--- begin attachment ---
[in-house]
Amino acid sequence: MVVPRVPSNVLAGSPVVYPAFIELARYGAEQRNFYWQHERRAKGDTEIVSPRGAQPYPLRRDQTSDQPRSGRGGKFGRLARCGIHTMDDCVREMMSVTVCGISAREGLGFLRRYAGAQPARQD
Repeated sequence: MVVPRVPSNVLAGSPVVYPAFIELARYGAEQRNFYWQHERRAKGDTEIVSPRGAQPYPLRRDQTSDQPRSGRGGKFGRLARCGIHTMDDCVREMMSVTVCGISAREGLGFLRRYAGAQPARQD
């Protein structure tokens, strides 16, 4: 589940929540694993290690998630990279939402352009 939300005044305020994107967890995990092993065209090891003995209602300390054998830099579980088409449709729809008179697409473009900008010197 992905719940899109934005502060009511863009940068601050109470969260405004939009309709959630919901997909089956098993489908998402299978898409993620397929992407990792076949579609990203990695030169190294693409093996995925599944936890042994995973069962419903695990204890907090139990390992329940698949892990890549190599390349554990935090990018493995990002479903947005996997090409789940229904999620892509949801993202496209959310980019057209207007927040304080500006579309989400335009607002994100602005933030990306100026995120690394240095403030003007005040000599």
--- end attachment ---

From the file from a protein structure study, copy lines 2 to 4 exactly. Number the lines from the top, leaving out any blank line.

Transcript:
Amino acid sequence: MVVPRVPSNVLAGSPVVYPAFIELARYGAEQRNFYWQHERRAKGDTEIVSPRGAQPYPLRRDQTSDQPRSGRGGKFGRLARCGIHTMDDCVREMMSVTVCGISAREGLGFLRRYAGAQPARQD
Repeated sequence: MVVPRVPSNVLAGSPVVYPAFIELARYGAEQRNFYWQHERRAKGDTEIVSPRGAQPYPLRRDQTSDQPRSGRGGKFGRLARCGIHTMDDCVREMMSVTVCGISAREGLGFLRRYAGAQPARQD
């Protein structure tokens, strides 16, 4: 589940929540694993290690998630990279939402352009 939300005044305020994107967890995990092993065209090891003995209602300390054998830099579980088409449709729809008179697409473009900008010197 992905719940899109934005502060009511863009940068601050109470969260405004939009309709959630919901997909089956098993489908998402299978898409993620397929992407990792076949579609990203990695030169190294693409093996995925599944936890042994995973069962419903695990204890907090139990390992329940698949892990890549190599390349554990935090990018493995990002479903947005996997090409789940229904999620892509949801993202496209959310980019057209207007927040304080500006579309989400335009607002994100602005933030990306100026995120690394240095403030003007005040000599």